Not Properly Stored, It’s a Source of Antibiotic-Resistant Microbes
Raw or unpasteurized cows’ milk from U.S. retail stores can hold a huge amount of antimicrobial-resistant genes if left at room temperature, according to a new study from researchers at the University of California, Davis. The study also found bacteria that harbored antimicrobial-resistant genes can transfer them to other bacteria, potentially spreading resistance if consumed. The study was published in the journal Microbiome.
“We don’t want to scare people, we want to educate them. If you want to keep drinking raw milk, keep it in your refrigerator to minimize the risk of it developing bacteria with antibiotic-resistant genes,” said lead author Jinxin Liu, a postdoctoral researcher in the Department of Food Science and Technology at UC Davis.
Lacking in probiotics
An estimated 3 percent of the U.S. population consumes unpasteurized, or raw, milk, which has not been heated to kill pathogens and extend shelf life. Raw milk is often touted to consumers as having an abundant supply of probiotics, or healthy bacteria, compared with pasteurized milk. UC Davis researchers did not find that to be the case.
“Two things surprised us,” said Liu. “We didn’t find large quantities of beneficial bacteria in the raw milk samples, and if you leave raw milk at room temperature, it creates dramatically more antimicrobial-resistant genes than pasteurized milk.”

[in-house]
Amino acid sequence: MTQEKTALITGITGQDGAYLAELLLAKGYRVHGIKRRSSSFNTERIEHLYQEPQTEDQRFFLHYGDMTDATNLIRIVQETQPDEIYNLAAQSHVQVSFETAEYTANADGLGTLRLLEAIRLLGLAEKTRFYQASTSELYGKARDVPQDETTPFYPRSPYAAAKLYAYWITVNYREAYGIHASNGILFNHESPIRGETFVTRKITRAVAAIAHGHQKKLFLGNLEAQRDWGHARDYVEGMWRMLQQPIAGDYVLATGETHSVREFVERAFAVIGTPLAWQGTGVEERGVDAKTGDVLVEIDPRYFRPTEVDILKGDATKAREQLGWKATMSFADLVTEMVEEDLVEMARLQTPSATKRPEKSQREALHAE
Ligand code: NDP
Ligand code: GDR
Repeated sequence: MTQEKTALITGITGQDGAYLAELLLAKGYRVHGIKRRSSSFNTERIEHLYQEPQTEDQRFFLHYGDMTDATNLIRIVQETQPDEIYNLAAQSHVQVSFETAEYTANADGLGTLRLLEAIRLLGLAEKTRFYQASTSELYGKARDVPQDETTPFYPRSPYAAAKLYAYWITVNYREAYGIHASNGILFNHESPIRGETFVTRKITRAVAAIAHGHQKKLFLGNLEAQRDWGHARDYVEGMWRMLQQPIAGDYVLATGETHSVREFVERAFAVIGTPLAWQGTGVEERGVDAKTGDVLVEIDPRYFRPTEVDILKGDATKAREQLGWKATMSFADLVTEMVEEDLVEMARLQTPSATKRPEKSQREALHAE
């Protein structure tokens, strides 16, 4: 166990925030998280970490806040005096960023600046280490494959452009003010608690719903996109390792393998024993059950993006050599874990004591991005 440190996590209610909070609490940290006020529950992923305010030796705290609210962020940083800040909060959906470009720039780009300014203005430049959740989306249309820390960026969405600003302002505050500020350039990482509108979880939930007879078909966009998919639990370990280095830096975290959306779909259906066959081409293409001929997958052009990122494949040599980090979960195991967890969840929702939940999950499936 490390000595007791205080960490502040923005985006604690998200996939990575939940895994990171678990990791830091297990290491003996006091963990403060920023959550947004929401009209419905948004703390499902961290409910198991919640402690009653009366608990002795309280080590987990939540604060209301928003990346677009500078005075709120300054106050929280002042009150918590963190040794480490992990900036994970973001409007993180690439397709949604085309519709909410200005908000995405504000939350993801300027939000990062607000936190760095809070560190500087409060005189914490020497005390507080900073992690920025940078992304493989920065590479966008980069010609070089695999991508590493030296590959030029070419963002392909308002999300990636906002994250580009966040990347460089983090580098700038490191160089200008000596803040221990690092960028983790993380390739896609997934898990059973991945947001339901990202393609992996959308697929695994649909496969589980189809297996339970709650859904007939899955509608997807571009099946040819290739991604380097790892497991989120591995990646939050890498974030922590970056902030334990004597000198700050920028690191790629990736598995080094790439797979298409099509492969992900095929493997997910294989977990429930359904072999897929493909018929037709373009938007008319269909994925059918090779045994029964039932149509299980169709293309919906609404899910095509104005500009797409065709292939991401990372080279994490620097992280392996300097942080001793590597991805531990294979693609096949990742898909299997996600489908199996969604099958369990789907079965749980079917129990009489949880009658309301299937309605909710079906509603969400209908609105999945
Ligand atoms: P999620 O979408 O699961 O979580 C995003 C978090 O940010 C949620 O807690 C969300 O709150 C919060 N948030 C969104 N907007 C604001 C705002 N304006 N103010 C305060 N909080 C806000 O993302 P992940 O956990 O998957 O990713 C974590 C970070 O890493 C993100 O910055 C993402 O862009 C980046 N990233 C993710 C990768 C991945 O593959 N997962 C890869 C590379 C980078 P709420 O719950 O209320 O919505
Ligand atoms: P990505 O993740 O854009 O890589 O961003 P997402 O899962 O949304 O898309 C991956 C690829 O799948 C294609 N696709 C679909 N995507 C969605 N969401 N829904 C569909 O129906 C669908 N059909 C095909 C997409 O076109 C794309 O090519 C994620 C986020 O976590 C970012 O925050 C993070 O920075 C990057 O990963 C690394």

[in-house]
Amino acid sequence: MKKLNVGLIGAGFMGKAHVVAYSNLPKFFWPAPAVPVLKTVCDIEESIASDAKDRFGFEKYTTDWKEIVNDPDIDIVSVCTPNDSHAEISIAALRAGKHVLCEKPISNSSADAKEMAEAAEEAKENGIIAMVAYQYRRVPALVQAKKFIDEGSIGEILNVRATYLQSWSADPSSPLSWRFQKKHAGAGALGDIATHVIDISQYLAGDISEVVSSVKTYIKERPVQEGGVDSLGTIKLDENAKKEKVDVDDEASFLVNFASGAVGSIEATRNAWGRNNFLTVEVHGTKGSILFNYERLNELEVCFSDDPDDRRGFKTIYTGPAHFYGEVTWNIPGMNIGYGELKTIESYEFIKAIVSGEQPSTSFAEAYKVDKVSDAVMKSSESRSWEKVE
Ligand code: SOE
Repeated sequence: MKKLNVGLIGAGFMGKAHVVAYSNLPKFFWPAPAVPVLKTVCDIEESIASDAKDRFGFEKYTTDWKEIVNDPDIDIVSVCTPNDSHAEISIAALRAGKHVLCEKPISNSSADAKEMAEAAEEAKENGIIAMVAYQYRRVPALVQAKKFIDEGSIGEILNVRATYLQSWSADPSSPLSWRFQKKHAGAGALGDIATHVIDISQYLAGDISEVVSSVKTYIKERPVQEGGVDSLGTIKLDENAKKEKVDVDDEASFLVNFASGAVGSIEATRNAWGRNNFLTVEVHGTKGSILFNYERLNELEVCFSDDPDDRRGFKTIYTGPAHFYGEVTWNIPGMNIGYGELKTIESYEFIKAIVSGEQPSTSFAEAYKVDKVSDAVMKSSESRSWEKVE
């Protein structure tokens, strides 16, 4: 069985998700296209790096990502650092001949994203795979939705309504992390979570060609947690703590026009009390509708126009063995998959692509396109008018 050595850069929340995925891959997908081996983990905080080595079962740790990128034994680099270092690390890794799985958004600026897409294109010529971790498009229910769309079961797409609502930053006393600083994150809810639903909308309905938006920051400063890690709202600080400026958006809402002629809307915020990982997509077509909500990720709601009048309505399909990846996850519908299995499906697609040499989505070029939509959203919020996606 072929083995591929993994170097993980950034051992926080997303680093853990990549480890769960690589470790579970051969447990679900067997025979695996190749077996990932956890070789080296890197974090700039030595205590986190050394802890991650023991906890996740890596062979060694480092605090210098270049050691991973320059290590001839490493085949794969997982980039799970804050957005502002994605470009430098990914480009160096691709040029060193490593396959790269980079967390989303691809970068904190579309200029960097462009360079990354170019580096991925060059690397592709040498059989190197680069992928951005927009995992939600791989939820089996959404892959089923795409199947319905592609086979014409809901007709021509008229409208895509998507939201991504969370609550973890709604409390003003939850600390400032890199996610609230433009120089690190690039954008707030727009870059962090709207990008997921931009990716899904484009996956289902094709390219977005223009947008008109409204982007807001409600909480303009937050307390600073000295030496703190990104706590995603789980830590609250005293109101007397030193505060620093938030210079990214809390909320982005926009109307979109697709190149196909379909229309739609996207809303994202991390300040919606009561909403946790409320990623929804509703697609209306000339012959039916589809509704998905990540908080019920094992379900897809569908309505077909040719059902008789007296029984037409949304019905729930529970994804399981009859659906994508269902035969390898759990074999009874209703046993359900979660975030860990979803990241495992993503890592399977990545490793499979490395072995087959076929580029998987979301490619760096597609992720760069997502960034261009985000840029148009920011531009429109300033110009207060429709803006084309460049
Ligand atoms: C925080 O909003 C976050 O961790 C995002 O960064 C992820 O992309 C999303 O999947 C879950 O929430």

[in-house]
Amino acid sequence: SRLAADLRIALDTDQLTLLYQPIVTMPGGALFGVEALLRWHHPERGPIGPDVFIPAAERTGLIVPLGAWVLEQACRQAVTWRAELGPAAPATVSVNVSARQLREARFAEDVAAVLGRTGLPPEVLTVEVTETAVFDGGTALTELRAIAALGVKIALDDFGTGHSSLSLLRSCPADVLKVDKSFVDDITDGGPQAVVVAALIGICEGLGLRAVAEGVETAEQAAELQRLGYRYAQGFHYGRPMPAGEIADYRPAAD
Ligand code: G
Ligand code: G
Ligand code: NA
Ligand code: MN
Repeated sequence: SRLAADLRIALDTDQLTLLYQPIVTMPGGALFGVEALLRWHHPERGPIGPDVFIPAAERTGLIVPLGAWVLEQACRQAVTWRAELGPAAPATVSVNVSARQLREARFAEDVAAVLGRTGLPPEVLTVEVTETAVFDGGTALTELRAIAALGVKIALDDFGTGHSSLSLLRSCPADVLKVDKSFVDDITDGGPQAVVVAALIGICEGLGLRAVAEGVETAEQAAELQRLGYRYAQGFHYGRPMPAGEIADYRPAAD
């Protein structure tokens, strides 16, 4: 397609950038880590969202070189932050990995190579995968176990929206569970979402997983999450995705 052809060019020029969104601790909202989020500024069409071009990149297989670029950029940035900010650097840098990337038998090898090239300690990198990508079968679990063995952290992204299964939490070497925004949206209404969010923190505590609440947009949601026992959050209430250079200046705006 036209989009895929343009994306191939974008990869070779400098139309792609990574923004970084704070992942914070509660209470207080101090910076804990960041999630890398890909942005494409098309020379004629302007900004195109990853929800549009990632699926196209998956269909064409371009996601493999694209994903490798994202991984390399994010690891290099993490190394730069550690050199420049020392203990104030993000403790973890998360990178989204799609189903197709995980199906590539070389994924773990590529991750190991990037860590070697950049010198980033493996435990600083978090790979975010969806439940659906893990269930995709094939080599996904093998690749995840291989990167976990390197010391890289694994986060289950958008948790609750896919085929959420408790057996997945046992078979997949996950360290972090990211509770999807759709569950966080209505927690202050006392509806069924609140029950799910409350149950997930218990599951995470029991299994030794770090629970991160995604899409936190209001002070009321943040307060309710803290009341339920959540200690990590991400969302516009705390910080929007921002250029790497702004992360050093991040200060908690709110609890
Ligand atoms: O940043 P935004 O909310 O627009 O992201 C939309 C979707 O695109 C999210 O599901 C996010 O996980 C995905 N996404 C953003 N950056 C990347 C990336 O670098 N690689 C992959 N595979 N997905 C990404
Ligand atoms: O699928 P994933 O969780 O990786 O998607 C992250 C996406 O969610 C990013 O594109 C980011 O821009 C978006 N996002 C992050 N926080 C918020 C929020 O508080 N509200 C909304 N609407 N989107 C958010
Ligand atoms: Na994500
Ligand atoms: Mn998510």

Bacteria with antimicrobial-resistant genes, if passed to a pathogen, have the potential to become “superbugs,” so that pharmaceuticals to treat infection or disease no longer work. Each year, almost 3 million people get an antibiotic-resistant infection, and more than 35,000 people die, according to the Centers for Disease Control.
The longer it sits, the worse it gets
UC Davis researchers analyzed more than 2,000 retail milk samples from five states, including raw milk and milk pasteurized in different ways. The study found raw milk had the highest prevalence of antibiotic-resistant microbes when left at room temperature.
“Our study shows that with any temperature abuse in raw milk, whether intentional or not, it can grow these bacteria with antimicrobial resistance genes,” said co-author Michele Jay-Russell, research microbiologist and manager with the UC Davis Western Center for Food Safety. “It’s not just going to spoil. It’s really high risk if not handled correctly.”
Some consumers are intentionally letting raw milk sit outside of the refrigerator at room temperature to ferment, in order to make what’s known as clabber. Co-author and Peter J. Shields Chair of Dairy Food Science David Mills said if consumers eat raw milk clabber, they are likely adding a high number of antimicrobial-resistant genes to their gut.
“You could just be flooding your gastrointestinal tract with these genes,” said Mills. “We don’t live in an antibiotic-free world anymore. These genes are everywhere, and we need to do everything we can to stop that flow into our bodies.”
While more work is needed to fully understand whether antibiotic-resistant genes in raw milk translate into health risks for humans, Mills suggests that consumers instead use a starter culture if they want to ferment raw milk, which carries specific strains of bacteria to inoculate the milk.
Other authors include Yuanting Zhu of UC Davis and Danielle Lemay of USDA ARS Western Human Nutrition Research Center. This study was funded with support from the National Institutes of Health and the Peter J. Shields Endowed Chair in Dairy Food Science.
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